Thrombolysis for patients with an ST elevation myocardial infarction (STEMI) is most effective if given promptly1,2. Pre-hospital thrombolysis may offer the best opportunity for rapid delivery of lytic therapy. In remote areas, pre-hospital thrombolysis has been shown to be effective and to reduce mortality3. In urban areas there is less certainty about the benefits of pre-hospital thrombolysis and patients are often taken directly to hospital. In the study area, which covers the Highlands of Scotland, patients at more than 30 min travel distance from the local hospital were deemed suitable for pre-hospital thrombolysis, while those closer were brought straight to hospital.
A recent local review of current practice demonstrated relatively poor use of pre-hospital thrombolysis (13%). Furthermore, there were considerable delays in the delivery of in-hospital thrombolysis (average call-to-needle time approximately 70 min). In patients close to hospital, pre-hospital thrombolysis may have offered a potential advantage in terms of earlier thrombolysis. While protocol redesign to encourage a greater use of pre-hospital thrombolysis would seem advantageous, it was felt important to examine more closely the reasons for the current low uptake. Although pre-hospital thrombolysis will often be given by paramedics, there remains an important role for the GP as either a provider, or at least local champion, of this service.
General practitioners' attitudes to pre-hospital thrombolysis are thought to be crucial in the delivery of this service4; however, even in the area where the GREAT study was undertaken, the uptake of pre-hospital thrombolysis greatly fell after the study was completed5. Differences in perceptions between rural or remote and urban GPs have not previously been examined.
The aim of this study was to investigate the attitudes and beliefs of GPs with a view to pre-empting potential barriers to service redesign.
This was a questionnaire based survey of GPs in the North of Scotland (Highland Region). The rational for the study and the final questionnaire was reviewed and approved for distribution to local GPs by the members of the coronary artery disease managed clinical network.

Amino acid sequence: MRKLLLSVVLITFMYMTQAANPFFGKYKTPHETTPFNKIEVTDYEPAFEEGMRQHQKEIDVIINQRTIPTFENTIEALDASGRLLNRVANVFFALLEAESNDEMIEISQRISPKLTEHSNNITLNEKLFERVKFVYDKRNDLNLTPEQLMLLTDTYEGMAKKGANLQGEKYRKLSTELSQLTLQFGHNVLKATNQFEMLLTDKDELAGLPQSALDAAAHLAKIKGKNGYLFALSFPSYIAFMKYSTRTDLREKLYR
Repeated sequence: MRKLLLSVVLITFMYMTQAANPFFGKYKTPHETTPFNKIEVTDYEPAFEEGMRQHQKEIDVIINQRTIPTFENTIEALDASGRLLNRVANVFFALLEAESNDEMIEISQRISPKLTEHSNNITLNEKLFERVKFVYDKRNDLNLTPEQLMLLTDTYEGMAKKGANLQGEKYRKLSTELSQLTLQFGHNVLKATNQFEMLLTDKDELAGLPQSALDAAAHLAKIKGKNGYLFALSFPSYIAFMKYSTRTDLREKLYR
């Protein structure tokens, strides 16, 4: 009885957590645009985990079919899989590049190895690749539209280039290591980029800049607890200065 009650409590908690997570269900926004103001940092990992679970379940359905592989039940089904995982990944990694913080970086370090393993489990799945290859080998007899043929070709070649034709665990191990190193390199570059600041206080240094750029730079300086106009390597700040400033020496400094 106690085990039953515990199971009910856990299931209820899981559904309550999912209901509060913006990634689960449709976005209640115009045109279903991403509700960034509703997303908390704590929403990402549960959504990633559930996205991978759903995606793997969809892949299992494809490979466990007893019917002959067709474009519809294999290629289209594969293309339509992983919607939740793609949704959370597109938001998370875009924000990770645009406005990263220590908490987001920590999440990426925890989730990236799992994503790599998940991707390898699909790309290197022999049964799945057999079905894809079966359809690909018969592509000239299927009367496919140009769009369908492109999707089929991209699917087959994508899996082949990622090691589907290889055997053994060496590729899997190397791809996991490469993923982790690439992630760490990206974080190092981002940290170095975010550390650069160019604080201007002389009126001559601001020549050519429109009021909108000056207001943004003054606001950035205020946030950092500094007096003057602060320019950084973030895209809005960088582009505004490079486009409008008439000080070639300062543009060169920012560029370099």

The questionnaire was designed by a multidisciplinary group within the local managed clinical network. This process involved several phases. First, members of the group were asked to independently create a list of potential questionnaire queries. These were collated and duplication removed. The questionnaire was then reviewed by several clinical staff members including GPs to form a sense check. The final design was a pragmatic compromise between 'sufficient detail' for the results to be useful and 'brevity' to encourage completion. The final version was trialled on a further small group of staff (doctors and nurses) before being sent to GPs. The questionnaire was simultaneously sent by email and conventional post to all GPs (n = 261) located in the study area.
Definition of rurality
Defining rurality and remote medical practice is complex6,7. This current study took a pragmatic approach to this issue and individual doctors were asked to report if they worked in a mainly 'remote or rural' (rural) or 'urban' practice. The questionnaire was anonymous so there was no formal method for confirming rurality other than the perception of the individual doctor.
Data handling and analysis
Data were entered into an Excel spreadsheet for statistical analysis. For the purposes of further analysis the data were divided into three groups 'urban', 'rural' and 'undefined'. Data were analysed by either unpaired Student's t-test or χ2 statistic as appropriate with significance taken at the 5% level. Qualitative responses were grouped following thematic analysis8.
There was a 49% (n = 127) response. More questionnaires were returned by conventional post than email (106 vs 21, p <0.0001). Ninety-one (72%) GPs described themselves as either rural or urban. The remainder did not specify, suggesting both a both a rural and urban component to their practice (Table 1).
Table 1: Differences between urban and rural GPs attitudes regarding ECG skills and pre-hospital thrombolysis
Effect of previous experience and years in practice on confidence at administering pre-hospital thrombolysis
There did not appear to be a relationship between confidence in giving pre-hospital thrombolysis and number of years worked as a GP. Irrespective of experience rural GPs who had previously administered pre-hospital thrombolysis reported higher confidence compared with GPs who had never given pre-hospital thrombolysis (7.5 ± 1.7 vs 6.3 ± 2.0, p = 0.01; Fig1). Only two urban GPs had previously given pre-hospital thrombolysis and therefore no analysis was possible on the experience of urban GPs.
Figure 1: Effect of previous experience of administering pre-hospital thrombolysis (PHT) on confidence in administering pre-hospital thrombolysis
In the questionnaire, GPs were asked two open questions:
- What do you think are the main factors preventing delivery of pre-hospital thrombolysis? (Q6)
- What more could be done to increase your own willingness to administer pre-hospital thrombolysis? (Q8)
Responses were classified into four areas: training, experience, organisational and equipment issues (Fig2).